The biggest hooks the show has actually on offer are moments of dissonance, scenes that lean hard on subverting audiences’ familiarity with Victorian-fiction tropes: strictly defined gender roles, repressed feelings, and overt classism. Against this backdrop, Penance Adair steps forward as an inventor who doesn’t have time to bathe and barely rinses her mouth (but still looks good). Amalia True is a stoic, proper woman who can absolutely wreck dudes while wearing a corset and giant skirts. As they reveal how they defy convention, Whedon comes across as more pleased with his own ideas than the audience necessarily will be.

Ann Skelly messes with a steam invention in The Nevers

Photo: HBO / Keith Bernstein

Laura Donnelly in a superhero crouch in The Nevers

Photo: HBO / Keith Bernstein

That dissonance does the show it’s biggest disservice. Unlike the X-Men, The Nevers doesn’t have any real metaphor underlying its sci-fi take on Victorian London. In X-Men stories, mutation can be read as a stand-in for all manner of marginalized identities, from queer communities to people of color. X-Men tales use genre twists to make stories about conflict between the majority and the minority more palatable than it is in real life — and more fun. Victorian fiction, however, plays on the gap between modern social mores and the ones from two centuries ago. We know, for example, that gender roles of the era were restrictive and social mobility was out of the question, all to a degree that seems cartoonish now. But we can still find relevance in those stories, because stories about garishly drawn cultural lines can help us understand the subtler ways the same lines are drawn in the present.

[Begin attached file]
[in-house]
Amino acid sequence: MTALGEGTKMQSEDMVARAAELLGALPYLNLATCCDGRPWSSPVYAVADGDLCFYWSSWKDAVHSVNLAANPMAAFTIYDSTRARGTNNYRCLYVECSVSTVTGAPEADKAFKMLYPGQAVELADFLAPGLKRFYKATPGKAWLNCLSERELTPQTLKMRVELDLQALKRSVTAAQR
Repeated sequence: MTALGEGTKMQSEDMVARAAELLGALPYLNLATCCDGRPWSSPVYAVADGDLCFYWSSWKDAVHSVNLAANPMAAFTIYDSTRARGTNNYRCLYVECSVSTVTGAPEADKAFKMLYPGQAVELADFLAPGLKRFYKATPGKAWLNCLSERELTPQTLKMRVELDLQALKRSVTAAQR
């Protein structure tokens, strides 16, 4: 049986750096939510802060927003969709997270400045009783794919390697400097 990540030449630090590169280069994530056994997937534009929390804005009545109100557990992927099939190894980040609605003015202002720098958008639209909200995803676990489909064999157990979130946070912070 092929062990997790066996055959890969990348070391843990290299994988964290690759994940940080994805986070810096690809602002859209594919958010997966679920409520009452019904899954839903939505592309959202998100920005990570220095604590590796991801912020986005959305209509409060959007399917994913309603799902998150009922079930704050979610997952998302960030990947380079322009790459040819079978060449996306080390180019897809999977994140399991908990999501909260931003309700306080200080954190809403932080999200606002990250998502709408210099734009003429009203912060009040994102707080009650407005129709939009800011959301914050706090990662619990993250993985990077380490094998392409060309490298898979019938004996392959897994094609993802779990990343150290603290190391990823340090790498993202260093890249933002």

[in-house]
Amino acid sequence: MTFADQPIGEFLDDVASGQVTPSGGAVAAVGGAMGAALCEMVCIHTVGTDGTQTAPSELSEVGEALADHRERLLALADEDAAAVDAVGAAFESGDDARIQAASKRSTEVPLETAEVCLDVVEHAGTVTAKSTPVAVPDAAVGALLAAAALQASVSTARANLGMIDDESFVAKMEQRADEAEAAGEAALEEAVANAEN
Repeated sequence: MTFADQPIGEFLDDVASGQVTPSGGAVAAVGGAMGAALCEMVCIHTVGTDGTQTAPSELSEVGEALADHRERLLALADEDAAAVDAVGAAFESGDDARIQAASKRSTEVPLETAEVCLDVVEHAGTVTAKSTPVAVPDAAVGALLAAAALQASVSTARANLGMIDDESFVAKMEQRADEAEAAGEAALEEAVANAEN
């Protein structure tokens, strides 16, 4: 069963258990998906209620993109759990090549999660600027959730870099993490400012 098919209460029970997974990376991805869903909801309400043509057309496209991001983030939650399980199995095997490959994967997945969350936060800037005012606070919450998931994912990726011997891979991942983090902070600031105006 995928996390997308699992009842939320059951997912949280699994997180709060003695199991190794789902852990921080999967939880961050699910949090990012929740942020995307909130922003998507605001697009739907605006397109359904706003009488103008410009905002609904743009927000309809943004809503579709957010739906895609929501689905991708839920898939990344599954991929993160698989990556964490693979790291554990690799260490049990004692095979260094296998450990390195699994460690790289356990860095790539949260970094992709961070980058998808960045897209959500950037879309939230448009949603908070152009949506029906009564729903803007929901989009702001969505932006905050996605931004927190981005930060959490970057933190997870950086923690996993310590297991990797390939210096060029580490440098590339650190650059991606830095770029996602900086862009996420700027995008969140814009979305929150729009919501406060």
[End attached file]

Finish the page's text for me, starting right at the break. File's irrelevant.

But the comic-book twist of The Nevers isn’t additive. Instead, it feels like dead weight — another layer standing in the way of audiences getting to know these characters, or understanding why anyone would care in the very first place. Having seen a lot of Joss Whedon’s work, I think I know why he cares — he’s fixated on telling stories about attractive women who can fight. That’s a limited understanding of feminism. Buffy Summers, River Tam in Firefly, Faith on Buffy and Angel, Echo in Dollhouse — his heroines have quipped and kicked their way past men who would prefer them dead literally hundreds of times. It would’ve been nice to see Whedon, before he faded from view, start to question why his concept of strong women all look the same, no matter what eras they’re from, or what costumes they’re using.

The Nevers premieres on HBO Sunday, April 11, and will be readily available to stream on HBO Now and HBO Max.

Jobber Wiki author Frank Long contributed to this report.